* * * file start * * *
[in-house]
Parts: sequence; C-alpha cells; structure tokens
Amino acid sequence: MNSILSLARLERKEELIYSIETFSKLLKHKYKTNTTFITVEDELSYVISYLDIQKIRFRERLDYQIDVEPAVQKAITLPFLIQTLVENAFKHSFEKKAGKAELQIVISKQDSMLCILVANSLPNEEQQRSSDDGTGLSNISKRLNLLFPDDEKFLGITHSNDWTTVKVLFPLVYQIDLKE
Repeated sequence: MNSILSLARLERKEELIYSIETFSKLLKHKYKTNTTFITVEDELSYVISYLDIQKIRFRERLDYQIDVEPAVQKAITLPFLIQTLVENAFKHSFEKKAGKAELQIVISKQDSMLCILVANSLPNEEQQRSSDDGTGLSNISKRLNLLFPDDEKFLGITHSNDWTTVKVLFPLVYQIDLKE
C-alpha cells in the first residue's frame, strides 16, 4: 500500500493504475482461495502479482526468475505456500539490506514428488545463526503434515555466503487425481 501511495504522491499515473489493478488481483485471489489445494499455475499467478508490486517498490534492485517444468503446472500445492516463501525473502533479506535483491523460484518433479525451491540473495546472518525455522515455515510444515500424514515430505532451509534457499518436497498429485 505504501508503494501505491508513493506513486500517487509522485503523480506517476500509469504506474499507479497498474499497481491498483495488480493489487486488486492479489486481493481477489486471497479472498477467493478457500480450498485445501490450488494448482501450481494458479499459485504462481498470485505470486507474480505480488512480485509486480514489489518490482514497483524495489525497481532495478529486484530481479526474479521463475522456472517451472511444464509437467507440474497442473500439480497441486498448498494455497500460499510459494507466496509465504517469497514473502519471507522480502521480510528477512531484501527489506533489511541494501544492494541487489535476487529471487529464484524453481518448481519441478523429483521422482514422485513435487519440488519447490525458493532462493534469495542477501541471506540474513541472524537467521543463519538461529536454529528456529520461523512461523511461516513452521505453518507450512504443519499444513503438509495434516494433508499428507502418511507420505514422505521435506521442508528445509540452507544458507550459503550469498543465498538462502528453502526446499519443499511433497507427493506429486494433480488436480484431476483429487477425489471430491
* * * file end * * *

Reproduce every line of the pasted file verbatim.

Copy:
[in-house]
Parts: sequence; C-alpha cells; structure tokens
Amino acid sequence: MNSILSLARLERKEELIYSIETFSKLLKHKYKTNTTFITVEDELSYVISYLDIQKIRFRERLDYQIDVEPAVQKAITLPFLIQTLVENAFKHSFEKKAGKAELQIVISKQDSMLCILVANSLPNEEQQRSSDDGTGLSNISKRLNLLFPDDEKFLGITHSNDWTTVKVLFPLVYQIDLKE
Repeated sequence: MNSILSLARLERKEELIYSIETFSKLLKHKYKTNTTFITVEDELSYVISYLDIQKIRFRERLDYQIDVEPAVQKAITLPFLIQTLVENAFKHSFEKKAGKAELQIVISKQDSMLCILVANSLPNEEQQRSSDDGTGLSNISKRLNLLFPDDEKFLGITHSNDWTTVKVLFPLVYQIDLKE
C-alpha cells in the first residue's frame, strides 16, 4: 500500500493504475482461495502479482526468475505456500539490506514428488545463526503434515555466503487425481 501511495504522491499515473489493478488481483485471489489445494499455475499467478508490486517498490534492485517444468503446472500445492516463501525473502533479506535483491523460484518433479525451491540473495546472518525455522515455515510444515500424514515430505532451509534457499518436497498429485 505504501508503494501505491508513493506513486500517487509522485503523480506517476500509469504506474499507479497498474499497481491498483495488480493489487486488486492479489486481493481477489486471497479472498477467493478457500480450498485445501490450488494448482501450481494458479499459485504462481498470485505470486507474480505480488512480485509486480514489489518490482514497483524495489525497481532495478529486484530481479526474479521463475522456472517451472511444464509437467507440474497442473500439480497441486498448498494455497500460499510459494507466496509465504517469497514473502519471507522480502521480510528477512531484501527489506533489511541494501544492494541487489535476487529471487529464484524453481518448481519441478523429483521422482514422485513435487519440488519447490525458493532462493534469495542477501541471506540474513541472524537467521543463519538461529536454529528456529520461523512461523511461516513452521505453518507450512504443519499444513503438509495434516494433508499428507502418511507420505514422505521435506521442508528445509540452507544458507550459503550469498543465498538462502528453502526446499519443499511433497507427493506429486494433480488436480484431476483429487477425489471430491